It’s much more optimistic. It’s about people saying to hell with it we’re just going to do it. We’ll do it with or without industry. If industry is not going to get onboard we’ll do it anyway. It’s about making a better future come hell or high water and to do it smartly. We want to make sure that electric transportation does not end up building coal plants everywhere, which really isn’t a lot better than making gasoline.
What do you hope to find when you come to Iceland/ Driving Sustainability when it comes to content for your film or the future of renewable energy in general?
I want to look at your geothermal plant. I want to talk to ordinarily folks, Icelanders, about their attitude about their cars. I know a lot of people drive Range Rovers and trucks and sort of manly-men-cars that go from place to place and I’m very much interested in the projection that cars have. Men want tough cars because they radiate a lot of power and women are attracted to that. I think there’s a lot of primal stuff in cars. I’m interested in what the general population has to say about their willingness to embrace either smaller cars or bigger cars that use electricity.
I’m interested to see what the balance is on hydrogen. I’m very sceptical about hydrogen fuel cells. I know there’s been a hydrogen push in Iceland and I want to sort of investigate what the reality is on hydrogen versus batteries. I fear that the world has been severely misled about hydrogen fuel cells for cars and that this is a stalling strategy, a very expensive stalling strategy, and batteries are ready to go today for short trips. Is Iceland buying the hydrogen hype and if so who’s pushing it?
Why is the push for hydrogen a stalling strategy? What is it stalling for?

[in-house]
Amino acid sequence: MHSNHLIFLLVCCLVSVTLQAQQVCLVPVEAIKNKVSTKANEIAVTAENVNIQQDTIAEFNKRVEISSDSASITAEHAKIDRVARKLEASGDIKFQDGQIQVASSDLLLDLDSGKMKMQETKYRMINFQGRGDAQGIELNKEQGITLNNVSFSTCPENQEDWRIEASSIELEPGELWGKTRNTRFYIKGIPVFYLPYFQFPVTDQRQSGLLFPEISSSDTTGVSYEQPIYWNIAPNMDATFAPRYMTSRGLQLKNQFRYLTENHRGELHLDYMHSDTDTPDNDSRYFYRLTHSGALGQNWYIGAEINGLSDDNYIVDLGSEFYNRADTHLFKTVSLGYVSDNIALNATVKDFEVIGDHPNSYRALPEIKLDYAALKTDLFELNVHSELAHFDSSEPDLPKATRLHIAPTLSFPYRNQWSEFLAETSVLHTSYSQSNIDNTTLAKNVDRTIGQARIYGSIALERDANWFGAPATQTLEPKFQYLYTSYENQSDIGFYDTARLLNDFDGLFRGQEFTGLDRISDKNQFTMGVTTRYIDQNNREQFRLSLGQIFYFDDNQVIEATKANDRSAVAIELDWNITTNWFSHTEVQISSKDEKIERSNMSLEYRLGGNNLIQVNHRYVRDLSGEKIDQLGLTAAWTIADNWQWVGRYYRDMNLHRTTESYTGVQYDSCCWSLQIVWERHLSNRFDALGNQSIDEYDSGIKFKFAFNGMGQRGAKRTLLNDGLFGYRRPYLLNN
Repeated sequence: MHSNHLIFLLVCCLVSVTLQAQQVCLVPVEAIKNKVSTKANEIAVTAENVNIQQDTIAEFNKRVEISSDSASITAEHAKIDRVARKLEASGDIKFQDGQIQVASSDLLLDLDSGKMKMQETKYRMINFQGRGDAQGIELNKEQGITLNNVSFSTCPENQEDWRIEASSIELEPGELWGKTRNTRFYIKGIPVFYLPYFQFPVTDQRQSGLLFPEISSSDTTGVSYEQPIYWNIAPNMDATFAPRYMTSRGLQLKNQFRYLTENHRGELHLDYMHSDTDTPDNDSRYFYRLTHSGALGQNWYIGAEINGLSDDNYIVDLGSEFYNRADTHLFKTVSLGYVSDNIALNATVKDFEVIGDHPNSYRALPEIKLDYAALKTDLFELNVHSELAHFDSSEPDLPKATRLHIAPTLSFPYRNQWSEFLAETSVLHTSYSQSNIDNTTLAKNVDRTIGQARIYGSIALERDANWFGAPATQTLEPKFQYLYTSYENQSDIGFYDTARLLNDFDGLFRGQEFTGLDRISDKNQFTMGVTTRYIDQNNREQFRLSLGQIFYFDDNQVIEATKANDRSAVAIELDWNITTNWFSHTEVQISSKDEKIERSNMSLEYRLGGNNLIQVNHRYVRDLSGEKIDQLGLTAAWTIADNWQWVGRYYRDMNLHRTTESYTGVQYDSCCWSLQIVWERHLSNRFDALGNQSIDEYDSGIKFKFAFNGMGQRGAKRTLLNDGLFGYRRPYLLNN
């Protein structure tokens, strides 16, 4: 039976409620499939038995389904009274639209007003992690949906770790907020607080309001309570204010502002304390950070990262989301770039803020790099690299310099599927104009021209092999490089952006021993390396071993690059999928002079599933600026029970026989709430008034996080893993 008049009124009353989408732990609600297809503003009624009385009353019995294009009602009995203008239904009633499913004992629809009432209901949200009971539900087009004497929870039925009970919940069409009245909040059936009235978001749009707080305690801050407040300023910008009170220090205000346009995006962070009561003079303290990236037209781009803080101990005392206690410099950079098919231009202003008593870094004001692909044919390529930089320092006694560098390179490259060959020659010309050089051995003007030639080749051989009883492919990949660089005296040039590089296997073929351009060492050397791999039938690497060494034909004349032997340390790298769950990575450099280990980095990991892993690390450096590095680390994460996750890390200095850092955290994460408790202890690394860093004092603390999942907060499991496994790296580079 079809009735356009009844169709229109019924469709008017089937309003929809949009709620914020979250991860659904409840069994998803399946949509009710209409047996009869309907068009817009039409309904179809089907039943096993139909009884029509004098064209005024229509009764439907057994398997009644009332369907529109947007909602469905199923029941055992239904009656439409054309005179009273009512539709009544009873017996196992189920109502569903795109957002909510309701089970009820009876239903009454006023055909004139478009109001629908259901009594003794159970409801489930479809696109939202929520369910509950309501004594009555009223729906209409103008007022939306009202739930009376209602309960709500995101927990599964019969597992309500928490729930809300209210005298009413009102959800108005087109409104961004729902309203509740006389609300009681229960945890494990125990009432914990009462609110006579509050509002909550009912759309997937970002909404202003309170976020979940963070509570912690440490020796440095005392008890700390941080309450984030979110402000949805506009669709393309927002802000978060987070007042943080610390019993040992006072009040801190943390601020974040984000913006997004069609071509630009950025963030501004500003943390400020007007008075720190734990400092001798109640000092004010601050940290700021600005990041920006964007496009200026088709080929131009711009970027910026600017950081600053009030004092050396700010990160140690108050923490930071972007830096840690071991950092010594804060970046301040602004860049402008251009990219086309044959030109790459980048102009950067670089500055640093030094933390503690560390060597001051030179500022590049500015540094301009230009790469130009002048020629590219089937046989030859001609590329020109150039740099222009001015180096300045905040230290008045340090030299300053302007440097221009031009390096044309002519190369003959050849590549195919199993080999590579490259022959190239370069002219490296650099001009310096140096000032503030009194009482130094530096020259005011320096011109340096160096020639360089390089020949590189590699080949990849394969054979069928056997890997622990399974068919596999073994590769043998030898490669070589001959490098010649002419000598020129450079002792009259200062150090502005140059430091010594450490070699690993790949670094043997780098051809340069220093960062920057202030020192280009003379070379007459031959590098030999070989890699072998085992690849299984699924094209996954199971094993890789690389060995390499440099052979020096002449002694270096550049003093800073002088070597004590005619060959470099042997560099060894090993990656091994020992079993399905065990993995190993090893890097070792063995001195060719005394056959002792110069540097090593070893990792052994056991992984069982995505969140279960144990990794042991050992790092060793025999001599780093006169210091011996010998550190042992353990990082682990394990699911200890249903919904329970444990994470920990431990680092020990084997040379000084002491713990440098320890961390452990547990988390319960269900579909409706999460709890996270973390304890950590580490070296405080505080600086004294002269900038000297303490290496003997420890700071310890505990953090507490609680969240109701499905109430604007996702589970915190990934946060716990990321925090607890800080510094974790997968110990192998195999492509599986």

I think there’s a lot of people in hydrogen that have very good intentions and it’s certainly a beautiful vision for transportation in 100 years. But, the problem is there’s only so many dollars for alternative transportation because new technology is expensive and batteries can do it now. Initially, the oil companies were pushing hydrogen because they want to control electricity as a fuel. Hydrogen is basically electricity as a fuel so they get to keep playing the game. They get to ship the hydrogen around in their trucks, but the problem is that it’s very inefficient and very energy intensive way to do it. We don’t need the fuel companies shipping hydrogen. We already have the infrastructure for electricity and when we use batteries and existing electrical infrastructure, we don’t need the oil companies. We can do it ourselves and at a big savings. If the oil companies have convinced Iceland that they want hydrogen, I think that Iceland will lose more time in efficiently getting off oil.
It’s good that hydrogen is an option it just shouldn’t be on the front burner. It should be on the back burner. What should be on the front burner are plug-in hybrids and plug-in electrics, in my view.
Do you think a small country like Iceland can be a role model for the rest of the world?
Of course, Iceland can definitely be a role model. I think it already is and that’s why I’m looking forward to coming, to see how that role model plays out.